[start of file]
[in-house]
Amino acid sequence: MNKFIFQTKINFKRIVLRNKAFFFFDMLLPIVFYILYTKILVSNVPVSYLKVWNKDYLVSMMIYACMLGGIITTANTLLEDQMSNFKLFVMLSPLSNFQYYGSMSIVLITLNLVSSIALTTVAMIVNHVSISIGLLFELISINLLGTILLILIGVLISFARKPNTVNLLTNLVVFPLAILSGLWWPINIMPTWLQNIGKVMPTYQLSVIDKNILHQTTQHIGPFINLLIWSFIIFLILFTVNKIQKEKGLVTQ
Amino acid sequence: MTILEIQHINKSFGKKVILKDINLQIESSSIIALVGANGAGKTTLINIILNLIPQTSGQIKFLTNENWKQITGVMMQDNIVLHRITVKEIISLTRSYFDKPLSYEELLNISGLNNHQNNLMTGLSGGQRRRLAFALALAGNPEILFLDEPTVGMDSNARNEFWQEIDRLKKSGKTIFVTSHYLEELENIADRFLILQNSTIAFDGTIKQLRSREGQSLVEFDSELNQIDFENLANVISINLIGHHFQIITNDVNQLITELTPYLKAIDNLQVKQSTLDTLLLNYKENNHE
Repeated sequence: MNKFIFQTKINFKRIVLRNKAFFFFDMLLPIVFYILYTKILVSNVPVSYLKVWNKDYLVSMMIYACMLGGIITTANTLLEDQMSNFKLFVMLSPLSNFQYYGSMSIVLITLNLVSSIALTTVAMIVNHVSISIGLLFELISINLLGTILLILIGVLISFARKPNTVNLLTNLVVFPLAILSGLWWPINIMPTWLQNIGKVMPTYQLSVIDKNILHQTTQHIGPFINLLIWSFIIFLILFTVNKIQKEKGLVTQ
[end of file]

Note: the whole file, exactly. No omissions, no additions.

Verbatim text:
[in-house]
Amino acid sequence: MNKFIFQTKINFKRIVLRNKAFFFFDMLLPIVFYILYTKILVSNVPVSYLKVWNKDYLVSMMIYACMLGGIITTANTLLEDQMSNFKLFVMLSPLSNFQYYGSMSIVLITLNLVSSIALTTVAMIVNHVSISIGLLFELISINLLGTILLILIGVLISFARKPNTVNLLTNLVVFPLAILSGLWWPINIMPTWLQNIGKVMPTYQLSVIDKNILHQTTQHIGPFINLLIWSFIIFLILFTVNKIQKEKGLVTQ
Amino acid sequence: MTILEIQHINKSFGKKVILKDINLQIESSSIIALVGANGAGKTTLINIILNLIPQTSGQIKFLTNENWKQITGVMMQDNIVLHRITVKEIISLTRSYFDKPLSYEELLNISGLNNHQNNLMTGLSGGQRRRLAFALALAGNPEILFLDEPTVGMDSNARNEFWQEIDRLKKSGKTIFVTSHYLEELENIADRFLILQNSTIAFDGTIKQLRSREGQSLVEFDSELNQIDFENLANVISINLIGHHFQIITNDVNQLITELTPYLKAIDNLQVKQSTLDTLLLNYKENNHE
Repeated sequence: MNKFIFQTKINFKRIVLRNKAFFFFDMLLPIVFYILYTKILVSNVPVSYLKVWNKDYLVSMMIYACMLGGIITTANTLLEDQMSNFKLFVMLSPLSNFQYYGSMSIVLITLNLVSSIALTTVAMIVNHVSISIGLLFELISINLLGTILLILIGVLISFARKPNTVNLLTNLVVFPLAILSGLWWPINIMPTWLQNIGKVMPTYQLSVIDKNILHQTTQHIGPFINLLIWSFIIFLILFTVNKIQKEKGLVTQ